Using the Concept of "Profit First" as a Catalyst for Your Business


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Written by: Guest | Best Company Editorial Team

Last Updated: February 24th, 2020

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Guest Post by Lee Reams II

In science, a catalyst is described as “a substance that speeds up a chemical reaction, but that itself is not consumed by that reaction.” In the world of business, the term operates in much the same way, describing a fundamental change in an organization that wouldn’t have occurred had one key element not been present.

It takes a while for your average business owner to realize that the catalyst that inspired them to start their own enterprise in the first place is often not the same one that will empower it to find stability and lasting success. The former is what makes them get out of bed in the morning – that “quality” that was missing from a marketplace that they themselves know they can provide. The latter is often something totally different – especially when it comes to the accounting side of an organization.

If you’re looking for a catalyst that can help you not only find that level of success but that can also enable you to transform your finances along the way, there’s one option that is certainly worth looking into: a book called Profit First written by Mike Michalowicz

Dubbed by the author as a way to “transform your business from a cash-eating monster to a money-making machine,” it can very well act as the catalyst that allows you to grow faster and stronger as a business.

Putting Profit First first

In a larger sense, it’s perhaps ideal to look at Profit First as “a new perspective” on an age-old accounting formula. Generally speaking, most entrepreneurs operate on the idea that if you subtract your expenses from your sales, the number you arrive at is ultimately the level of profit that your business is bringing in.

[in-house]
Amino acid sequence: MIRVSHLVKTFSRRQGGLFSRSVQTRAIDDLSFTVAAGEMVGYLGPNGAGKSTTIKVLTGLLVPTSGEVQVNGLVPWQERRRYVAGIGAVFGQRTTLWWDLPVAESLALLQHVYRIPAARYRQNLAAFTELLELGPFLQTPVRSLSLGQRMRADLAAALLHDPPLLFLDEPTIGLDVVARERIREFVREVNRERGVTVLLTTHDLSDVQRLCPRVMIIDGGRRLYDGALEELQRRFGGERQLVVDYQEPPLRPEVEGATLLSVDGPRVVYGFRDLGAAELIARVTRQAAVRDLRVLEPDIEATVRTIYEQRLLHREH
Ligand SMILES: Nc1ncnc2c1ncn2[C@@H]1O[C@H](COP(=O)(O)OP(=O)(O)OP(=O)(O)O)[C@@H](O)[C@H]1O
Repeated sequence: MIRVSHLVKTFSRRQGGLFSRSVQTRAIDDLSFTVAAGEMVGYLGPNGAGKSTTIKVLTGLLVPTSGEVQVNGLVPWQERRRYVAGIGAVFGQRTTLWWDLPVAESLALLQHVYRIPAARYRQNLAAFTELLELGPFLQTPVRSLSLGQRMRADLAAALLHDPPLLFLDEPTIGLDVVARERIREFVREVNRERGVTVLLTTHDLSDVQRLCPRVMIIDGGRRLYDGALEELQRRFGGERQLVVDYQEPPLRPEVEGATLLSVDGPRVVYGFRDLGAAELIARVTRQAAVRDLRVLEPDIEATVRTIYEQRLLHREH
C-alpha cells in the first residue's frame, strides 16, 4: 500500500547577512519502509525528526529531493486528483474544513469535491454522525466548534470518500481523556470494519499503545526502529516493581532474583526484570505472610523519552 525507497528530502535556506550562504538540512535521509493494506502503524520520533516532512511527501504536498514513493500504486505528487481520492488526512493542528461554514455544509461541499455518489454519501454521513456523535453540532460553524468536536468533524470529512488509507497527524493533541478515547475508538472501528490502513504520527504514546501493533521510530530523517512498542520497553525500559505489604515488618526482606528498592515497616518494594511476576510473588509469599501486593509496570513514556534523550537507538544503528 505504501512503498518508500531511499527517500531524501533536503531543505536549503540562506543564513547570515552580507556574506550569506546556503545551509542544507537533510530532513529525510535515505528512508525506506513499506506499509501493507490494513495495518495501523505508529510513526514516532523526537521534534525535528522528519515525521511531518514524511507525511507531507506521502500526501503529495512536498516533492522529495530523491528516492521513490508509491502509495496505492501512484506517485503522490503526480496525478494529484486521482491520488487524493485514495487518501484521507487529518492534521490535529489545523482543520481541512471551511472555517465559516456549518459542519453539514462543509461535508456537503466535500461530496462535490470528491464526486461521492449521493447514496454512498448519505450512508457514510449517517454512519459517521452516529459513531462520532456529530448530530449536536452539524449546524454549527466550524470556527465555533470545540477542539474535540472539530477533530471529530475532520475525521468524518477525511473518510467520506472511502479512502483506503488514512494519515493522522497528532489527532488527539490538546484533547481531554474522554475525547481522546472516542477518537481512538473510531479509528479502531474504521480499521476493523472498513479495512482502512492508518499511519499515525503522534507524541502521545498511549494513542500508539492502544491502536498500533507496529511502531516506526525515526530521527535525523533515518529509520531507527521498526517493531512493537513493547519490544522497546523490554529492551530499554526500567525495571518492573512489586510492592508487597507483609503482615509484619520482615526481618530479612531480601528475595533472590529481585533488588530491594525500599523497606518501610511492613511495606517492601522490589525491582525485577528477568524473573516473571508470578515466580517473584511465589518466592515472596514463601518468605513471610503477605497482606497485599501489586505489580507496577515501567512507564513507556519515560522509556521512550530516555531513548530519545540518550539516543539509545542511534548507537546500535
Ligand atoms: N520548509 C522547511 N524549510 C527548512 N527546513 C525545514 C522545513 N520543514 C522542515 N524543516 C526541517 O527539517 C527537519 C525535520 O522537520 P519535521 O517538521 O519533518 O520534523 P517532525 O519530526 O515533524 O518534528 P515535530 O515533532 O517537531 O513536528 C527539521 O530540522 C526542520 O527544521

Michalowicz argues that this is not only counterintuitive to human behavior, but it’s actually a full-fledged myth — and one that locks your company into a never-ending cycle of “selling more and profiting less.”

In the book, Michalowicz suggests an alternative formula:

Sales – profit = expenses

By subtracting your profit from your sales, the number you arrive at therefore represents the actual amount of money you should be spending in terms of expenses. His theory is that this not only forces you to innovate, but it’s also a viable way to support sustained growth and skyrocket your profits at the same time.

Going beyond this literal formula, Michalowicz expanded on the ideas contained in his book in the Nextiva blog. He said that one of the key takeaways — and one of the things he hopes Profit First inspires people to do — is to cut costs whenever possible. He indicated that he regularly hears from readers who always thought they’d minimized all of their expenses prior to reading the book. But then, when confronted with this bold new mentality, they came to the conclusion that there was always more that could be cut. 

Michalowicz also said that he sets aside time at the end of each year to take a look at recurring expenses, in particular, and anything else he’s paying each month without really thinking twice about it. The more you can reduce your expenses, the more you can increase your profit — which is ultimately what can be the most transformative for your business.

Michalowicz also indicated that he wanted to encourage people to set SMART profitability goals by way of his formula — meaning “Specific, Measurable, Attainable, Realistic, and Time-Sensitive” goals.